COMEX deliveries and registered gold (silver too)

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What the heck are those mysterious "exchange for physicals," the mechanisms by which contracts to buy gold on the New York Commodities Exchange are neither fulfilled by delivery on the Comex nor settled for cash there but transported for supposed delivery elsewhere?

The mechanism long has been incorporated by the Comex trading system but was described as an "emergency" procedure undertaken upon agreement by buyer and seller -- except that the use of this "emergency" procedure has exploded in the last year, involving tens of thousands of contracts and, nominally, hundreds of tonnes of gold.

In one respect this is not so surprising, since there never has been much tonnage in Comex gold vaults, with nearly all Comex contracts settled for cash. But apparently physical demand over the last year has risen enough to cause sellers to need to source gold elsewhere.

The presumption is that the EFPs shift a seller's delivery obligations off the Comex to bullion banks in London. But this raises another issue, since so many EFPs have been issued in the last year that if delivery really was being claimed for them, unallocated metal in London -- metal available for sale, rather than metal being vaulted for exchange-traded funds and other institutions -- would be wiped out. In January Bullion Star researcher Ronan Manly calculated that fewer than 1,200 tonnes of gold in London were really available for trade:

Indeed, sources in the London gold market say that few EFPs ever claim delivery. Rather, these sources say, EFPs are usually cash-settled in London with their claimants paid cash bonuses that are never reflected in the gold price, which would be much higher if the bonuses were reflected.

But as the tightness of gold supply in London increasingly has been recognized in recent months, EFP claimants are said to have been demanding larger bonuses against the risk that the gold will run out, making their EFPs worthless.

Despite the "physicals" in their name, the vast increase in their use suggests that most EFPs have not been resolved by any delivery of metal. So those using and sustaining the mechanism must have other purposes -- like sustaining the increasingly creaky fractional-reserve gold banking system.

Whatever is happening with the EFPs, their enormous use in the last year is new and indicates some big change in the gold market, and it must be an especially sensitive change because Comex operator CME Group, the U.S. Commodity Futures Trading Commission, and the U.S. Office of the Comptroller of the Currency -- nominal regulators of the gold market and its bullion banks -- refuse to explain what it means.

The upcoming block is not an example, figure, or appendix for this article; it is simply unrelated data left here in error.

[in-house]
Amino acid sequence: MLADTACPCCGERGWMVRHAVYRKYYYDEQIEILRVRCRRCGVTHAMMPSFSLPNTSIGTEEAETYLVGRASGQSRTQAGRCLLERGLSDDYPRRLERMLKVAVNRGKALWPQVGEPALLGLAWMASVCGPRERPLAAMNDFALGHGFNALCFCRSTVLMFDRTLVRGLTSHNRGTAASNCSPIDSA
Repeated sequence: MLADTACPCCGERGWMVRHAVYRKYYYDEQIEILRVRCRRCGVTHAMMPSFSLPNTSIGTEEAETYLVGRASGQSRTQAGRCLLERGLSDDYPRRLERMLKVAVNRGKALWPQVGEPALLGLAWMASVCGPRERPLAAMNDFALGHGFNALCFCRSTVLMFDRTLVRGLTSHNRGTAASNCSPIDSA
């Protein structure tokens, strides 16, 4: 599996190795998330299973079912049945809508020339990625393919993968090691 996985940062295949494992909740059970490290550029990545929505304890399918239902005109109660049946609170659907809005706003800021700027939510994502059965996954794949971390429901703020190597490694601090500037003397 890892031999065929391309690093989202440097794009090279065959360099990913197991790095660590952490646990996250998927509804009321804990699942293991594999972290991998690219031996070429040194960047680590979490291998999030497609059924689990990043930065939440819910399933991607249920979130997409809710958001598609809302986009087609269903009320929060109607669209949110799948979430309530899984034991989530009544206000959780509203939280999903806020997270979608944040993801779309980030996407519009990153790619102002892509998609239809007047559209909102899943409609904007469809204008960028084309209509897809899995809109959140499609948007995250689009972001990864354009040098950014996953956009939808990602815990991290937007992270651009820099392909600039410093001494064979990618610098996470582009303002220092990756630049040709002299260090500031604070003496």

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The COMEX gold story has gotten some attention in mainstream news circles...
At the center of it all are a small band of traders who for years had cashed in on what had always been a sure-fire bet: shorting gold futures in New York against being long physical gold in London.. Usually, they’d ride the trade out till the end of the contract when they’d have a couple of options to get out without marking much, if any, loss.

But the virus, and the global economic collapse that it’s sparking, have created such extreme price distortions that those easy-exit options disappeared on them. Which means that they suddenly faced the threat of having to deliver actual gold bars to the buyers of the contract upon maturity.

It’s at this point that things get really bad for the short-sellers.

To make good on maturing contracts, they’d have to move actual gold from various locations. But with the virus shutting down air travel across the globe, procuring a flight to transport the metal became nearly impossible.

If they somehow managed to get a flight, there was another major problem. Futures contracts in New York are based on 100-ounce bullion bars. The gold that’s rushed in from abroad is almost always a different size.

The short-seller needs to pay a refiner to re-melt the gold and re-pour it into the required bar shape in order for it to be delivered to the contract buyer. But once again, the virus intervenes: Several refiners, including three of the world’s biggest in Switzerland, have shut down operations.

Signs of distress picked up on Friday, March 20, when the cost to swap New York futures and spot physical gold in London -- the world’s biggest market -- rose to about $2. Typically, this trade cost almost nothing. After the close of the next session on Monday, that premium had jumped further to $6.75.

When traders in Asia entered Tuesday morning, there weren’t many sellers or offers, and suddenly they were scrambling to buy whatever gold they could get their hands on. By the time London came in, most of the market was squeezed and nobody wanted to sell.

“I realized it was going to be an extremely volatile day,” Tai Wong, the head of metals derivatives trading at BMO Capital Markets in New York, said of Tuesday. “We watched this panic develop literally over the course of 12 hours. Having seen enough market dislocations, you recognize that the frenzy wasn’t likely to last, but at the same time you also don’t know how long it would extend.”

By the time the panic finally subsided Tuesday night, major investors and decades-old veterans were reeling. At the peak of the carnage, potential total losses were estimated at as much as $1 billion, according to market participants. That’s even though the people involved in the trade represented less than 4% of total open interest -- or the amount of outstanding contracts.